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Platinum Doped Transition Metal Oxide Electrochromic Display

IP.com Disclosure Number: IPCOM000085941D
Original Publication Date: 1976-Jun-01
Included in the Prior Art Database: 2005-Mar-03
Document File: 3 page(s) / 26K

Publishing Venue

IBM

Related People

Chang, IF: AUTHOR

Abstract

An electrochromic display device using platinum doped WO(3) as the electrochromic layer promises faster speed and better electrocoloration efficiency which is particularly important for battery operated electrochromic devices, such as watch displays and portable instrument displays.

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Platinum Doped Transition Metal Oxide Electrochromic Display

An electrochromic display device using platinum doped WO(3) as the electrochromic layer promises faster speed and better electrocoloration efficiency which is particularly important for battery operated electrochromic devices, such as watch displays and portable instrument displays.

It has been reasonably established [1] that hydrogen plays an important role in the electrochromic effect of WO(3) films. The reaction may be described by: WO(3) + xH/+/ + xe --> WO(3-x). (OH)(x) or (WO(3) + xH) --> H(x)WO(3) (1)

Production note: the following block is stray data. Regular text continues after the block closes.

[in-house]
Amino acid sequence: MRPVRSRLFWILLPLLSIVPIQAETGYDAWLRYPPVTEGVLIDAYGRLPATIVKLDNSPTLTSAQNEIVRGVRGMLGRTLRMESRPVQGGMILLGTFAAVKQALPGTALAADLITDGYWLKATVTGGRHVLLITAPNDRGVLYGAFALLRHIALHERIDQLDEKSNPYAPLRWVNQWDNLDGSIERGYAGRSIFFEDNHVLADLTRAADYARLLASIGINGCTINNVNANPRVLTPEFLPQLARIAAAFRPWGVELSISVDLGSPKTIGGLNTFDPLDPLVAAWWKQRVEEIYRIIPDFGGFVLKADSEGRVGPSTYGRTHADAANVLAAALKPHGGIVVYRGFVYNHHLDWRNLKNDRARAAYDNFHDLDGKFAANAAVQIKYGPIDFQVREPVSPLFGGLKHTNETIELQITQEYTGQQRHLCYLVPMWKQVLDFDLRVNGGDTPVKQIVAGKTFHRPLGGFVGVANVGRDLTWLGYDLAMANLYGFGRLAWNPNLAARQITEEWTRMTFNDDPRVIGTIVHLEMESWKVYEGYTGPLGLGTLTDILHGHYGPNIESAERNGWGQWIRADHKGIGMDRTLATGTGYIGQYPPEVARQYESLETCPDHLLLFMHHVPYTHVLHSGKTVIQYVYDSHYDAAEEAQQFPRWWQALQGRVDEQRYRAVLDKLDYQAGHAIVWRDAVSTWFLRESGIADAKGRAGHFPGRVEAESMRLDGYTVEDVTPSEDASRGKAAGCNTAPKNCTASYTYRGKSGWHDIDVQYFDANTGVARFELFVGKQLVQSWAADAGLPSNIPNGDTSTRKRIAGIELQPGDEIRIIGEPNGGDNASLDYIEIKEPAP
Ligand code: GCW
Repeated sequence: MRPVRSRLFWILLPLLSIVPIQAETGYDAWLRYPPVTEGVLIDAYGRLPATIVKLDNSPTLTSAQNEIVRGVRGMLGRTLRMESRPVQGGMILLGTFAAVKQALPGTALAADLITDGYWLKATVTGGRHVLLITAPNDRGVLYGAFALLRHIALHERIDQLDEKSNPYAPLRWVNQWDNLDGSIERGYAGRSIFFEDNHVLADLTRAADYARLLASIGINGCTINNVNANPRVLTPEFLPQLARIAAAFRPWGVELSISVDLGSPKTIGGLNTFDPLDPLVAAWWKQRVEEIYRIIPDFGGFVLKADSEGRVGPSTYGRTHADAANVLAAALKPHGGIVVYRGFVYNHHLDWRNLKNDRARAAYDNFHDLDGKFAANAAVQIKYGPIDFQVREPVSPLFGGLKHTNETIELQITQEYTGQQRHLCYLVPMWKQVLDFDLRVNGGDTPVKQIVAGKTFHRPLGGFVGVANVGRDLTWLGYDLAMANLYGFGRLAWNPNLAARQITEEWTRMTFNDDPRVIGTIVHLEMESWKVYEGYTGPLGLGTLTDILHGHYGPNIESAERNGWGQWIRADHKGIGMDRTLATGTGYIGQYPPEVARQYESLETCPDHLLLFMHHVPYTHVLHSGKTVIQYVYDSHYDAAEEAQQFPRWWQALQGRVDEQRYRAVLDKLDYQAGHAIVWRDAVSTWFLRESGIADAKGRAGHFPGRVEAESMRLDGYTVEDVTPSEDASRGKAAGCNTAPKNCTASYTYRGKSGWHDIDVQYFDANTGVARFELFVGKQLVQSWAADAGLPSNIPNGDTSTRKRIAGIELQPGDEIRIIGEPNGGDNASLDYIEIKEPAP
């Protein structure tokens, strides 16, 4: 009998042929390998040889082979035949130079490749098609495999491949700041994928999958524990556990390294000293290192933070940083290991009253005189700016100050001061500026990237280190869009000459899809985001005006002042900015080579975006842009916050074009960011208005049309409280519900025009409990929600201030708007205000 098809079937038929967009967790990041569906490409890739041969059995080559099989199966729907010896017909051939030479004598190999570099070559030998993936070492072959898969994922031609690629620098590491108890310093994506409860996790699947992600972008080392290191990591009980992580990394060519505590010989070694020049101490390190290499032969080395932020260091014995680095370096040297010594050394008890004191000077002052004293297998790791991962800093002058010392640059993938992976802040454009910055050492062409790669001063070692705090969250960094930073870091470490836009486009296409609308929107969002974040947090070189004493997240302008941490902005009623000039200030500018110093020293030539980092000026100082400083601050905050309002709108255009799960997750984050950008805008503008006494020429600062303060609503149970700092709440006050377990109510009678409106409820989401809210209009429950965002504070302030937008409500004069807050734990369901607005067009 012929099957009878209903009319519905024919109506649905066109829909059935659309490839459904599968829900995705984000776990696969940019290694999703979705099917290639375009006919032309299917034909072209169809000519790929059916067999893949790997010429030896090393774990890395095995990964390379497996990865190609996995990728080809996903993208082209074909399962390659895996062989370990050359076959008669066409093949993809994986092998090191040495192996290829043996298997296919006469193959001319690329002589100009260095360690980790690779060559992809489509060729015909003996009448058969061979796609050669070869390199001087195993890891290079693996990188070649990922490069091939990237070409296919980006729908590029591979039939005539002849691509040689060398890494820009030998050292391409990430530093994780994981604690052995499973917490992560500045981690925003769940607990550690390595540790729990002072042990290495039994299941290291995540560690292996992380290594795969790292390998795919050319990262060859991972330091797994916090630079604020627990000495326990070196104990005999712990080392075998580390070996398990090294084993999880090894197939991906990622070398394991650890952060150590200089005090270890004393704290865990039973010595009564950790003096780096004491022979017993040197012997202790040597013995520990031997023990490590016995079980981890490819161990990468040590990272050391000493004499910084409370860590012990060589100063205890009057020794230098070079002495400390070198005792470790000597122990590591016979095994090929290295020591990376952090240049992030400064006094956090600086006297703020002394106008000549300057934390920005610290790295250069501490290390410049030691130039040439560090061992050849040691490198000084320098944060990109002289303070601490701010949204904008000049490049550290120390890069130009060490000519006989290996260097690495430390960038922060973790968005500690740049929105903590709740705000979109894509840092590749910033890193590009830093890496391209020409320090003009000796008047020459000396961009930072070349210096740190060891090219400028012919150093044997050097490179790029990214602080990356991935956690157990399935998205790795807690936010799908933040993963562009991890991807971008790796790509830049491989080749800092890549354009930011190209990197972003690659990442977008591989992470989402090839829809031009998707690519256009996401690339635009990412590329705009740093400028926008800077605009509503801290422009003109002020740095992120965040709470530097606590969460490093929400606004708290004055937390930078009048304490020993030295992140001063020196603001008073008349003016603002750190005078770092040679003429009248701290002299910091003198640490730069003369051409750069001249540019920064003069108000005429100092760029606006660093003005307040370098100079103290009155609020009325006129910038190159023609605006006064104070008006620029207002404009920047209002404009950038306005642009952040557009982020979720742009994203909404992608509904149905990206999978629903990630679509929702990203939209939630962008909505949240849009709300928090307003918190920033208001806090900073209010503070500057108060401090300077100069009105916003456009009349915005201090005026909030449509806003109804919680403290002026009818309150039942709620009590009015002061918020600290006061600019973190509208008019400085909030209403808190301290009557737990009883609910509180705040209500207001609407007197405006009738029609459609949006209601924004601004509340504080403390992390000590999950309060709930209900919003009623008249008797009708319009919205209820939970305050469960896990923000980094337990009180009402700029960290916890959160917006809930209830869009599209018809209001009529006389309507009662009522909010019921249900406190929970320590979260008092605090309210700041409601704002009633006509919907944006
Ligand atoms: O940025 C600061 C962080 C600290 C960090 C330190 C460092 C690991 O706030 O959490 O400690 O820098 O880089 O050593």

The reaction speed is mainly limited by the availability of hydrogen ions. The speed of the WO(3) electrochromic effect has been a limiting factor for some display applications. Furthermore, in carrying out the above reaction with reasonable speed, an overvoltage is often necessary, which overvoltage causes a side reaction that reduces the electrochromic efficiency. 2H/+/ + 2e --> H(2) (2)

It has been shown by Hobbs and Tseung [2], that when Pt is admixed with WO(3),it undergoes an apparent enhancement in its ability to catalyze the anodic oxidation of hydrogen in an acid solution. WO(3) alone has no activity towards H(2) oxidation. The reactions are described as: 2H/+/ + 2e + Pt --> Pt(H(2))(gas) --> 2Pt(H) (absorbed atom) (3) Pt + H(2) --> 2Pt(H)(ads) (4) Pt(H)(ads) + WO(3) - -> Pt + H(x)WO(3) (blue) (5)

By adding a small amount of Pt in an electrochromic WO(3) film, the above- described reactions (3) and (5) can be incorporated in the overall electrochromic effect represented by equation (1). The electrochromic efficiency, and therefore speed, is enhanced. The reason for this will be clear when it is understood that Pt serves as a catalyst in promoting the electrochromic reaction (1) by making hydrogen more available to WO(3) (the overvoltage for hydrogen reduction is much lower for Pt). In this regard, platinum has the ability to adsorb hydrogen gas and dissociate it into atoms (see Eq. (3) and (4)).

Because of this ability, any side reaction, like equation (2), due to high voltage applied to the usual electrochromic electrode can be converted to an electrochromic reaction via equations (3), (4) and (5). Therefore, the electrochromic efficiency (amount of optical density obtained per given amount of applied charge) is improved. Better efficiency, then, can afford higher speed.

Figs. 1 and 2 show, by way of example, two Pt doped transition metal oxide (such as WO(3)) electrochromic display de...